Introducing TOK - a Practical Vehicle to Teach Critical, Creative and Applied Thinking Skills<br />Aims<br />Explore the I...
Starter ActivityWho is this and what is he perhaps most well known for?<br />
How did you know (anything)?<br /> Reflect on the different types of ‘input’ you used<br /> TOK refers to these as ‘Ways o...
The Rumsfeld Paradigm<br /> ‘As we know, there are known known's.<br /> There are things we know. We also know<br /> there...
Your Current TOK Perspectives<br />Things you already know ie your ‘known known’s’<br />Things you know you don’t know ie ...
What is TOK about?- An IBO Diagram – one of three! <br />Assessment<br /><ul><li> 1200-1600 word essay </li></ul>  1 from ...
PREVIEW OF ‘KNOWERS & KNOWING’<br />What does it actually mean ‘to know’ something?<br />You must be able to define this!<...
PREVIEW OF ‘WOK’S’<br />The ‘Ways of Knowing’ are tools and/or <br />filters for acquiring and understanding<br />knowledg...
PREVIEW OF ‘AOK’S’<br />The ‘Areas of Knowledge’ are subject areas<br />and/or disciplines in which knowledge is <br />fre...
What is TOK for?<br /><ul><li> Enquiring into the known
 Challenging the ‘obvious’
 Researching detail
 Thinking about meaning
 Defining what things are or might be
 Considering my experience and where I stand
 Considering the implications of all this</li></li></ul><li>What can it look like?<br />	TASK 1		Your map of the world<br ...
Task Debrief<br />In what ways are your maps similar and/or different to other people’s maps?<br />What part of the world ...
Development:  Task 2A<br />	Consider these three ‘professional’ maps of the world:<br />Which is most familiar to you?  Wh...
Map 1<br />What ‘knowledge’ (or view) of the world does <br />this map convey?<br />
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Tok intro -_y12__teachers

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Tok intro -_y12__teachers

  1. 1. Introducing TOK - a Practical Vehicle to Teach Critical, Creative and Applied Thinking Skills<br />Aims<br />Explore the IB framework and requirements for TOK<br />Highlight some principles of KGV’s programme<br />Illustrate some TOK teaching practices<br />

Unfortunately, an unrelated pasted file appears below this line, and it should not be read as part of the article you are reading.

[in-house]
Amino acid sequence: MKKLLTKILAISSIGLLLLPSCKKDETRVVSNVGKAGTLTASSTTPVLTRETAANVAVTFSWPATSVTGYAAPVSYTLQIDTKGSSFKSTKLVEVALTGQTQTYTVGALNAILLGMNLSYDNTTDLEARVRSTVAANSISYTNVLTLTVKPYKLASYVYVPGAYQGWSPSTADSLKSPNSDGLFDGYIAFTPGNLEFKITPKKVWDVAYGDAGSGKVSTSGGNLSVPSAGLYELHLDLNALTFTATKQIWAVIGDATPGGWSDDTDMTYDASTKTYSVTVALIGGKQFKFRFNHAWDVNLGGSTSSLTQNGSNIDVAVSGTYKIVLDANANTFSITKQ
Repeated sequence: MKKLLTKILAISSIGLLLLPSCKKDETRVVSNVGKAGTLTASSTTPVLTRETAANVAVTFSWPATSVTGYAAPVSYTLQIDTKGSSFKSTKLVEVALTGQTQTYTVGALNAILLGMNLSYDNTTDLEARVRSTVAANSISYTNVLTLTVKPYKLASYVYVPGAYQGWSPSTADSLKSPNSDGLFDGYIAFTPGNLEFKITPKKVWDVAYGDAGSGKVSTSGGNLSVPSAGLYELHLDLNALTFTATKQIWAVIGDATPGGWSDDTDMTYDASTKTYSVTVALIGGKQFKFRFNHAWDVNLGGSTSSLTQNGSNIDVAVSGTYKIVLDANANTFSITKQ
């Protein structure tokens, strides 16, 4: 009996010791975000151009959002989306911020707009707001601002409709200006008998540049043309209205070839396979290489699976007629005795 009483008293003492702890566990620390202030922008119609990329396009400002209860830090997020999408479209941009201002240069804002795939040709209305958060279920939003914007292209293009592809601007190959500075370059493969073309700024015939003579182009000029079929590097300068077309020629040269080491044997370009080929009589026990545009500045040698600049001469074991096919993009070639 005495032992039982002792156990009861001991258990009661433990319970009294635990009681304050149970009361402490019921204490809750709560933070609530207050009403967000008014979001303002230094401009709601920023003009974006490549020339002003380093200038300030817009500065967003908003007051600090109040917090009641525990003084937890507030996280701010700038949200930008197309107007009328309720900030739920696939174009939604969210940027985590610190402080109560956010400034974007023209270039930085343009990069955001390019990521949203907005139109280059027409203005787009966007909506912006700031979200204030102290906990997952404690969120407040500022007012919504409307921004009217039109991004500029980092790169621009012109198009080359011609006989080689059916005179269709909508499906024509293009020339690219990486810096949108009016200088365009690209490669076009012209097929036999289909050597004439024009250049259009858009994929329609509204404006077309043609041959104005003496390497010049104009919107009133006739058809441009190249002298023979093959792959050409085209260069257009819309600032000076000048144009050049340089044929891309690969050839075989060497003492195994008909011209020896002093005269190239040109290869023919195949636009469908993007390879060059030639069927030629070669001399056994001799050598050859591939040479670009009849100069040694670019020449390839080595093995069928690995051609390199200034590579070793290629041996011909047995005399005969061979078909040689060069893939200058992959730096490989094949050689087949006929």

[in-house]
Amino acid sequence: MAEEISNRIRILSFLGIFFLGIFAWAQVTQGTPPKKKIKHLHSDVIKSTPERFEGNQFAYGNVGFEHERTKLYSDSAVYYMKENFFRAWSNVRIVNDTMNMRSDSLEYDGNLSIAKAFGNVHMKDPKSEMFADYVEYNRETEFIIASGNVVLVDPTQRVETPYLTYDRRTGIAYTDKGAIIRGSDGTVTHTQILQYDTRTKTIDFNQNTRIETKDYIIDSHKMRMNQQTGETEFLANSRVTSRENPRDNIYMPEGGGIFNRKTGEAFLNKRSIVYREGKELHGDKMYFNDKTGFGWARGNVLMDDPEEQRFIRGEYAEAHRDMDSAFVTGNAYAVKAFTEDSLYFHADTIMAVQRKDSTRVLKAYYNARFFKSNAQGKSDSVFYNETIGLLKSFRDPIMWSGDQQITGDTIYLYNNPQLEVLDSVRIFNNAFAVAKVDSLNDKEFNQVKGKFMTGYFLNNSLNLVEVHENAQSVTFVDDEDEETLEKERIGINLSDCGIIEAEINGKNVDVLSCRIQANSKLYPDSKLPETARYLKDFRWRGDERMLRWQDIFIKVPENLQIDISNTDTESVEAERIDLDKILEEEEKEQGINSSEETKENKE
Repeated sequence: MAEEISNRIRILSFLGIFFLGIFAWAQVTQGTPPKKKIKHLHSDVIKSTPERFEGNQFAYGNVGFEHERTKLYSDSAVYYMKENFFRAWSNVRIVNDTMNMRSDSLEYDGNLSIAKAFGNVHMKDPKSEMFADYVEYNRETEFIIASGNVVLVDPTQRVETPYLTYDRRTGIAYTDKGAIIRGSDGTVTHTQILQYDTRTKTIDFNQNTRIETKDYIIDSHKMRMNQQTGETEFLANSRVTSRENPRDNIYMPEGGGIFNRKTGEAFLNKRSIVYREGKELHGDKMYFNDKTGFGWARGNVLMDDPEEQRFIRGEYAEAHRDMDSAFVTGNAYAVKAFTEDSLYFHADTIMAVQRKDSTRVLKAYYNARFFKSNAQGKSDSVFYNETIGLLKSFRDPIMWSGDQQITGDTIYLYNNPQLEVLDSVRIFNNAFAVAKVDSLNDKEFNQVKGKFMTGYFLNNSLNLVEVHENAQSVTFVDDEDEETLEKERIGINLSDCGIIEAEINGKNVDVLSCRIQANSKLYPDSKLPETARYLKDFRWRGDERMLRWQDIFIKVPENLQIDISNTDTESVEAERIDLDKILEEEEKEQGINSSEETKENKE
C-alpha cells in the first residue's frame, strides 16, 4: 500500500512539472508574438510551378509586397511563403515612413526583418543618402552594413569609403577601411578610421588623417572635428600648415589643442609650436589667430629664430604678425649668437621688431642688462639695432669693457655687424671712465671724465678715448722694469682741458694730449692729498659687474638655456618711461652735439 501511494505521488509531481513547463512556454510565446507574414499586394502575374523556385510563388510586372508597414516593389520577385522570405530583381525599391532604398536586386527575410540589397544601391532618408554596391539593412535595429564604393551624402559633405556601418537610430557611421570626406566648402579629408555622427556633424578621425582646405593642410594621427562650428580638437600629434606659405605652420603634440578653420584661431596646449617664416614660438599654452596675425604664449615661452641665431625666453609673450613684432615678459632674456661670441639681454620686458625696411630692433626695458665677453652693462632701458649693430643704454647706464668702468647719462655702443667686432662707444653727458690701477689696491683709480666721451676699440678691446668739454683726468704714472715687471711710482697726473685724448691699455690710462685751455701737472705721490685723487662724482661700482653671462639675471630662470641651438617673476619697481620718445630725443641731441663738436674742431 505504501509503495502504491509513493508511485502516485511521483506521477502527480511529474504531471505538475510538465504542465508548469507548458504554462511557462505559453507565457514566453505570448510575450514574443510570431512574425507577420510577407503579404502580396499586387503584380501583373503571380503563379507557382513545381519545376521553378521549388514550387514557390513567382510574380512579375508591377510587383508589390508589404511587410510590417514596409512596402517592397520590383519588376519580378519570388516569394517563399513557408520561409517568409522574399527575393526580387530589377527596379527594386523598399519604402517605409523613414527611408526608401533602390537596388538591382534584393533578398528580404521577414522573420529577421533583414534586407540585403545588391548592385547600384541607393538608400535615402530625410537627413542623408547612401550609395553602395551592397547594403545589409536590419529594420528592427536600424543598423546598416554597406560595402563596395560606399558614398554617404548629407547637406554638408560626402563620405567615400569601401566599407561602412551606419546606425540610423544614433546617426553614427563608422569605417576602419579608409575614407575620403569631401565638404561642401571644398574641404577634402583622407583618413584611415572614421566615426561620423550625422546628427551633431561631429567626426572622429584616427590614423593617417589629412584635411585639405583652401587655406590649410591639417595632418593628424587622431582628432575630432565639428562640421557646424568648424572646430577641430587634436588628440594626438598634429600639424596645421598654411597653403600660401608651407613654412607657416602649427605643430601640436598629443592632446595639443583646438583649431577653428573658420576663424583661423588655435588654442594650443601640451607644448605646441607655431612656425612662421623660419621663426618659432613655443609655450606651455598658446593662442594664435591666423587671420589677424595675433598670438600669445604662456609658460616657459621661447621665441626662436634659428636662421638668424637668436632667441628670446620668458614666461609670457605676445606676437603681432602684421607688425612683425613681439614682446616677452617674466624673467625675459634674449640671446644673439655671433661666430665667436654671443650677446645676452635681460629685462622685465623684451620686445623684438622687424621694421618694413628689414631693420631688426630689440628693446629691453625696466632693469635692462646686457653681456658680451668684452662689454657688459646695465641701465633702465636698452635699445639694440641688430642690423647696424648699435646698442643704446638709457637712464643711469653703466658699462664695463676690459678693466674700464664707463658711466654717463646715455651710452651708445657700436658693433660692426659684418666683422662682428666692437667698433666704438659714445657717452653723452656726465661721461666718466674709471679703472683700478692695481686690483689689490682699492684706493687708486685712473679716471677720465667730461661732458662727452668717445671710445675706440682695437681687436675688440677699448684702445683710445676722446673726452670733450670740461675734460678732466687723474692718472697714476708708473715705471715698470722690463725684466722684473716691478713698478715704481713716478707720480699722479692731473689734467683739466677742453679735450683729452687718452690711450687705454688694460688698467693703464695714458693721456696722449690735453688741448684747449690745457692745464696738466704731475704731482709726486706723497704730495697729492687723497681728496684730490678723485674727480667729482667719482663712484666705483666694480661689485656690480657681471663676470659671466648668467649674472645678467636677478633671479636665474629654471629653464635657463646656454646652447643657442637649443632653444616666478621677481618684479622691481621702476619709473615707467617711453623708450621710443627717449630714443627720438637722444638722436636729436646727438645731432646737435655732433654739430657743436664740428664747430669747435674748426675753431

2. 2. Starter ActivityWho is this and what is he perhaps most well known for?<br />
  3. 3. How did you know (anything)?<br /> Reflect on the different types of ‘input’ you used<br /> TOK refers to these as ‘Ways of Knowing’ (WOK’s)<br /> Reflect on any specific ‘frames of reference’ <br /> TOK refers to these as ‘Areas of Knowledge’ (AOK’s)<br />
  4. 4. The Rumsfeld Paradigm<br /> ‘As we know, there are known known's.<br /> There are things we know. We also know<br /> there are known unknowns. That is to say<br /> there are some things we know we don’t<br /> know. But there are also unknown<br />unknowns, the ones we don’t know we<br /> don’t know.’<br />
  5. 5. Your Current TOK Perspectives<br />Things you already know ie your ‘known known’s’<br />Things you know you don’t know ie your ‘known ‘unknowns’<br />Bonus prize to anyone who can list their ‘unknown unknowns’!<br />So…<br />Feedback from Prior Reflection Questions<br />1) What do you understand TOK to be ABOUT?<br />2) What do you understand TOK to be FOR?<br />3) Can you give an example of where you have encountered TOK issues?<br />4) Does being a really good (IB) teacher require you to understand TOK?<br />
  6. 6. What is TOK about?- An IBO Diagram – one of three! <br />Assessment<br /><ul><li> 1200-1600 word essay </li></ul> 1 from 10 prescribed titles<br />eg. “ Evaluate the strengths <br /> and weaknesses of <br /> reason as a way of <br /> knowing”.<br /><ul><li> 10 min. oral presentation </li></ul> on a real life knowledge <br /> issue ‘of personal interest’<br />